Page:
The term ‘Reboot’ is one that comes with a certain cynical weight attached to it for anyone with any hint of enthusiasm for cinema. It epitomises the fear of Hollywood’s lack of creativity, the unwillingness to take risks and the usual rehash of the ‘sure thing’ (something that John Carter proves, doesn’t exist, making a $200 million loss for Disney). In fact, you would be forgiven for thinking that a reboot of Spider-Man just 5 years after Tobey Maguire donned the red and blue spandex for the last (and frankly most excruciatingly forgettable) time is just another cash cow for the Hollywood machine. Well, you’d actually be completely right, but that’s not to say that this is a bad film. By all means, it’s probable success will come from the fact that this is pure popcorn pleasure.
This is first and foremost an origin story, so we get all the usual major plot points: a science lab, a spider bite, uncle Ben’s death, and a scraping of the bottom of the word barrel for a new way to say “with great power comes great responsibility”. But The Amazing Spider-Man introduces Peter’s parents into the mix with a story I hope they continue in the (inevitable) subsequent films as it introduces an extra dimension to the character that wasn’t seen the last time around, one that plays nicely alongside the themes of responsibility.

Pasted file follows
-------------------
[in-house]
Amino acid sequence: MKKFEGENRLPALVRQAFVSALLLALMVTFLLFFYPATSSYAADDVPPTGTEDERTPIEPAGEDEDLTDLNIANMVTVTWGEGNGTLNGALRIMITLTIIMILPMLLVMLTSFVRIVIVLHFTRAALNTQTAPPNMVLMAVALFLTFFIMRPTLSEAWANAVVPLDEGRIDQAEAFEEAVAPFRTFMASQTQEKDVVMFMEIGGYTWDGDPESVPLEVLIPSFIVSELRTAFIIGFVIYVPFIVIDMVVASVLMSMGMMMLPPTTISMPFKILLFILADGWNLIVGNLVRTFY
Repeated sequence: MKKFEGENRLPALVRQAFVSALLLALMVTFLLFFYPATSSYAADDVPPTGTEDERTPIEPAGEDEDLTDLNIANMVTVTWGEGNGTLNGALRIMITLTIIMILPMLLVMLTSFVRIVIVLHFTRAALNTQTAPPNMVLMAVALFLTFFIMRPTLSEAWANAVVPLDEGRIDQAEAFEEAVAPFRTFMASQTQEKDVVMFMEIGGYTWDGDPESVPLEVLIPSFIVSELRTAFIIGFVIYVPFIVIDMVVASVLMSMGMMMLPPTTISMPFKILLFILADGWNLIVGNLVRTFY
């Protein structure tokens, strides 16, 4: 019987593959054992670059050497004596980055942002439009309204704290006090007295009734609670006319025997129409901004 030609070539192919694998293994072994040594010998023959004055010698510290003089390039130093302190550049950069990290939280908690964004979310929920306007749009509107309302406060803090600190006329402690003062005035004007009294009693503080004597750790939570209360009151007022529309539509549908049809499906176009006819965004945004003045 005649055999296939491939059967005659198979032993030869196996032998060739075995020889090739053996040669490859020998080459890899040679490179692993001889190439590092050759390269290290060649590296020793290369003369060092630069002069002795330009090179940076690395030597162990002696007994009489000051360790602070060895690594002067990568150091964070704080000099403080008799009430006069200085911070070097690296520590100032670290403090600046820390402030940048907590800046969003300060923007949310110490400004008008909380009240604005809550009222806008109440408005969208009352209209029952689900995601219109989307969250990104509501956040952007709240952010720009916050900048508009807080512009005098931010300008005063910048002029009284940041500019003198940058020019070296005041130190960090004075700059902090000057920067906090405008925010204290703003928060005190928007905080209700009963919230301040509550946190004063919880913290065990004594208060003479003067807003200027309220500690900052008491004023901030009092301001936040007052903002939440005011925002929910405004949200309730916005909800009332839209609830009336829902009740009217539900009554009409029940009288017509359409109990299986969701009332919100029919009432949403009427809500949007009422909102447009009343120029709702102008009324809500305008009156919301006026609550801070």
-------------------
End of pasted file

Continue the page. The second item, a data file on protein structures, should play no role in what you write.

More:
But with the origin story alongside the mandatory battle with a villain, the introduction of the love interest and the legal ramifications of becoming a masked vigilante, there is quite a lot to cram into the 2 hours and 10 minute running time and a leaves a couple of narrative loose ends that just dissolve into nothing, making it feel a little incomplete. Add to that the obligatory saving of a child, some stock characters (otherwise known as obvious plot devices) that come to Spidey’s aid for the final battle and a cringe inducing skateboarding (yes, skateboarding!) montage and you have a film that has the perfect formula for a bland box office success with no real worth behind it.
But The Amazing Spider-Man does what all good blockbusters do - manages to make you forget about the plot holes and the inherent cheese that comes with all Marvel characters. This is largely due to some fantastic central performances: Andrew Garfield lends his British awkwardness and sarcastic wit to create a Peter Parker that embodies Spiderman’s central allegory of the transformation from boyhood to manhood that makes him instantly relatable (there’s a scene on the subway that ONLY a British person’s awkwardness could pull off), Emma Stone’s Gwen Stacy is a little sharper than the usual damsel in distress and Rhys Ifans gives Dr. Connors that slightly mad streak that transforms him into The Lizard.
Where it’s not going to reach the blockbuster heights of The Avengers (to the tune of $1.37 billion), nor will it gain the credible applause that The Dark Knight Rises will, The Amazing Spider-Man is on the whole, a very enjoyable and solid blockbuster that stands out above the average schtick by balancing good characters, enjoyable (but not mind blowing) action, comedy, romance and all of Spiderman’s core themes. Where Sam Raimi’s 2002 incarnation realised Spidey for all his geeky campness, Marc Webb’s (seriously, that’s his name) version finds an emotional core of the character that adds an air of believability to him despite the fact he’s a cross genetic mutation. And isn’t that suspension of disbelief what cinema is about in the first place?